But, that emphasis on compassion is not theologically relevant to Francine. The typical evangelical desire is to convince everyone that we’re disgusting sinners in need of God, and that’s what Francine needs Angel to understand– that she’s a disgusting whore in need of Michael’s saving grace. Francine beats us over the head again and again with all the times that Angel has “failed” at saving herself through these chapters until she ultimately gives up and decides to provoke Bret into beating her to death (93).
The biggest problem with Francine’s characterization of Michael– and therefore Hosea, ergo God themself– is that ignoring consent is an essential facet of both Micheal and God’s character. At the end of Michael’s opening scene, there’s this line: “But he knew he was going to marry that girl anyway” (56). There’s no if she’ll have me anywhere– not there, not in the next three chapters. At one point God tells him to “Go back and get Angel.” Get her. Not “try to convince her again, I’ll soften her heart for you this time.” None of that, nothing resembling consent. Just abduction.
What Angel wants is irrelevant to both God and Michael. What she wants to be called (64). That she doesn’t want to leave (67). He tells her that she “doesn’t know anything about” him (67) and rejects her stereotypes of “men,” but then makes a stereotypical assumption about her (that he “wants what you don’t even know you have to give”) and it’s not a problem for him to override her own sense of personhood (68). Her life choices “became my business the minute I saw you” (77). When God orders him to abduct her, and he refuses, it’s not because abduction would be wrong, or that he doesn’t want to do something to Angel that she doesn’t want, it’s because “The last think I want or need is a woman who doesn’t feel a thing” (80).
All through these two chapters, Francine is painting a deliberate picture of Angel’s resistance. This section of the book is called Defiance, and it’s supposed to parallel an evangelical narrative about conversion: God draws people to him that don’t understand that they need him. They want to stay in their sin (the Palace), they don’t want to accept help or a way out that they didn’t make themselves (marry Michael).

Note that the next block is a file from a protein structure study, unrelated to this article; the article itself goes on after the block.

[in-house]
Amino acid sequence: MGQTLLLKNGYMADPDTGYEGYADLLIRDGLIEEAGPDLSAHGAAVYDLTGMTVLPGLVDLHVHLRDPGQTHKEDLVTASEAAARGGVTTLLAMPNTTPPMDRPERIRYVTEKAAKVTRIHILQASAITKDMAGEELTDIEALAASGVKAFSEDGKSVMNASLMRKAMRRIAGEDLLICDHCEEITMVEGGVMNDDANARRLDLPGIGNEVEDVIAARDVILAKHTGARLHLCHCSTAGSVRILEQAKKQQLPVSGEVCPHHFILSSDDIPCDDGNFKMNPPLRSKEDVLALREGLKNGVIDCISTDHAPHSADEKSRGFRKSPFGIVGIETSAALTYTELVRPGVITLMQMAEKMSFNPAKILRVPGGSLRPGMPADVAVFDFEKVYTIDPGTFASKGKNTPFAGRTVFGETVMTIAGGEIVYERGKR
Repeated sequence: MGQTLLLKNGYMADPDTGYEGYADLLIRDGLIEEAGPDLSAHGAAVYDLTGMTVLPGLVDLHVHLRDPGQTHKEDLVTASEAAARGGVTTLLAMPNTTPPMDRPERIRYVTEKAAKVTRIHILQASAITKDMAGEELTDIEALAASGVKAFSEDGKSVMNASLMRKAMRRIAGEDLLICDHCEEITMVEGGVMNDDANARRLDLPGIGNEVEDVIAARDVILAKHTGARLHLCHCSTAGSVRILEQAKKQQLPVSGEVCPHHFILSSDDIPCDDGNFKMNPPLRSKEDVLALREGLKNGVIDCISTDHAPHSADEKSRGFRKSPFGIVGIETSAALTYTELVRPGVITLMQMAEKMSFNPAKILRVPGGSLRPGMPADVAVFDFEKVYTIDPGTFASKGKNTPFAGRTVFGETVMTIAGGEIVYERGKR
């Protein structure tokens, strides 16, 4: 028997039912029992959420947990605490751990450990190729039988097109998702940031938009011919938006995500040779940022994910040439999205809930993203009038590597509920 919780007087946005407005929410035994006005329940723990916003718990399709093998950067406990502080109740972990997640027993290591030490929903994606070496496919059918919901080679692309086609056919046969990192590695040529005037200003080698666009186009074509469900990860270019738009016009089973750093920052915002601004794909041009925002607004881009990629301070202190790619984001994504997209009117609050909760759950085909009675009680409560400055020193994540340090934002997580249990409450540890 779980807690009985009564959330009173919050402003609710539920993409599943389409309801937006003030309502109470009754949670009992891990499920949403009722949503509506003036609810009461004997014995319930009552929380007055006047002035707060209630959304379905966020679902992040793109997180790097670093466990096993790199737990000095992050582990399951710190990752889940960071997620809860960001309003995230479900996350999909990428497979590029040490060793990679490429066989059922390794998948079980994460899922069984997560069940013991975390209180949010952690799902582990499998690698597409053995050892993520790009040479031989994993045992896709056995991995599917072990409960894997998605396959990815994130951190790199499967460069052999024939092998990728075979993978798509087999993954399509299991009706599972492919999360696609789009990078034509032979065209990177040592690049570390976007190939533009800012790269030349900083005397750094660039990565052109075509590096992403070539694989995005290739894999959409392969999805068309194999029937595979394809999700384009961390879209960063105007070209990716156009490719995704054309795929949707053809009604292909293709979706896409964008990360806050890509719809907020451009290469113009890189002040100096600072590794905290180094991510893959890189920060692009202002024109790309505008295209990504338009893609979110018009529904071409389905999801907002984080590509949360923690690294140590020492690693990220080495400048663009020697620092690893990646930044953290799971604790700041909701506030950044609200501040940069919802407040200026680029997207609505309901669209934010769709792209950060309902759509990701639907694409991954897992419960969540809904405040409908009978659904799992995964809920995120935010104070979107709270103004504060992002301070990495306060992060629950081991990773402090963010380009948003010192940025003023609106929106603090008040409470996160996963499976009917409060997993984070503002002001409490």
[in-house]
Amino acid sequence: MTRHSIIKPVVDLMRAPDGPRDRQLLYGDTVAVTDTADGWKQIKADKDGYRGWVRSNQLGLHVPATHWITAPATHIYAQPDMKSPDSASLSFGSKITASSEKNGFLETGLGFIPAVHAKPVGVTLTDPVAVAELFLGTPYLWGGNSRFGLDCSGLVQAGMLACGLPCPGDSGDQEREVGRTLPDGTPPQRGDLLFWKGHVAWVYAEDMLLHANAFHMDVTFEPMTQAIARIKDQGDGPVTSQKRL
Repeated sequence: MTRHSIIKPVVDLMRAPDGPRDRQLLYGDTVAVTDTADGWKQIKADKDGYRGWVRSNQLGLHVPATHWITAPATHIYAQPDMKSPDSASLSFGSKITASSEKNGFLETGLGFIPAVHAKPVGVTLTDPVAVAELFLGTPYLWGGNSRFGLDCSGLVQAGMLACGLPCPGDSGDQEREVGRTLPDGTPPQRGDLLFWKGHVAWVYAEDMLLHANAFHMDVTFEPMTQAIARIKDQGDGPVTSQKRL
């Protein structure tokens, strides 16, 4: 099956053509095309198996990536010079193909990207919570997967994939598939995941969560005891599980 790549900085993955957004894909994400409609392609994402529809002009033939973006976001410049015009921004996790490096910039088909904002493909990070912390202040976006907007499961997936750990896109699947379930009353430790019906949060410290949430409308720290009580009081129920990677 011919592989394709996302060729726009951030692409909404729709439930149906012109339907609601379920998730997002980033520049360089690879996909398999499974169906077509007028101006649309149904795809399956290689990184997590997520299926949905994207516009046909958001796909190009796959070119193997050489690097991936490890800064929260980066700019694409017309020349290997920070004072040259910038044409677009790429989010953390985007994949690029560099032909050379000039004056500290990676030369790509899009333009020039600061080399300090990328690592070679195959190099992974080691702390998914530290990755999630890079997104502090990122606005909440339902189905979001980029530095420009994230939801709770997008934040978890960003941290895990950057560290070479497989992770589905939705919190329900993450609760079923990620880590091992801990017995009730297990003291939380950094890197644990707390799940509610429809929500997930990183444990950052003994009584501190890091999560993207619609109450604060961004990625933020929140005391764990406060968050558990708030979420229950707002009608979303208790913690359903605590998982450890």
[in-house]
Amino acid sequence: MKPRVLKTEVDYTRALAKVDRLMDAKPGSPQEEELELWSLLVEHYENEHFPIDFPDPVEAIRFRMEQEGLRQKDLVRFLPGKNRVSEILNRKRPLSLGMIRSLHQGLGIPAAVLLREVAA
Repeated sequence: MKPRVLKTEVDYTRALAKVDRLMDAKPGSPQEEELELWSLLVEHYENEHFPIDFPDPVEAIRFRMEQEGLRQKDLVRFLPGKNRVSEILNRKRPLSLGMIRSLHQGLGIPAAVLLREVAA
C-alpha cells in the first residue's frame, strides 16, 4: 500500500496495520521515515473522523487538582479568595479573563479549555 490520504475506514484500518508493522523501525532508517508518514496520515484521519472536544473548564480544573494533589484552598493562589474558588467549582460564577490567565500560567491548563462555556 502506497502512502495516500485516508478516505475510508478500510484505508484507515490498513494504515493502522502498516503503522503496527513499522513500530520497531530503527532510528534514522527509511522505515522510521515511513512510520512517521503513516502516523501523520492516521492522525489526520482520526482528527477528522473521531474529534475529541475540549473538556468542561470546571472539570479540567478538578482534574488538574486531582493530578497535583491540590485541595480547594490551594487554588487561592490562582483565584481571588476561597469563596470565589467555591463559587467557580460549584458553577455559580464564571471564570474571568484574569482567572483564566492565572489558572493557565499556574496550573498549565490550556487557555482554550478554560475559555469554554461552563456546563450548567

Angel is being stubborn. Michael has given her plenty of opportunities to show her that he’s actually a decent human being. Speaking of, the fact that Francine thinks that Angel could tell at this point that Michael is “not like” (sarcasm quotes there) Duke, or Johnny, or Bret … it’s disturbing. All Michael has done at this point is be an arrogant, irritating man with a frightening temper (76-78), but the subtext to all of Angel’s thoughts is “why don’t I want to accept his help?” which she wonders openly at several points. The answer: again, she’s a disgusting sinner who doesn’t know she needs God/Michael.
A few last notes: there’s some horrific fatphobia here, with Francine describing Duchess using terms like “rolls of flesh,” “puffy cheeks,” a comment about a second chin, and then calling all of that “obscene” right before Duchess orders Bret to beat Angel (89). Yaaaaay. Also, she’s a terrible writer. She freely flouts the old “show, don’t tell” rule, and switches being narrators sometimes in the same sentence. There’s no definite point of view– it’s not a true third-person narrator, and we’re jumping in and out of people’s heads, getting the inner thoughts of basically every character, not just Angel and Hosea.
Bonus prediction: Francine’s going to take Old Testament passages that refer specifically to Israel and apply them directly to Michael and America, the Christian Nation.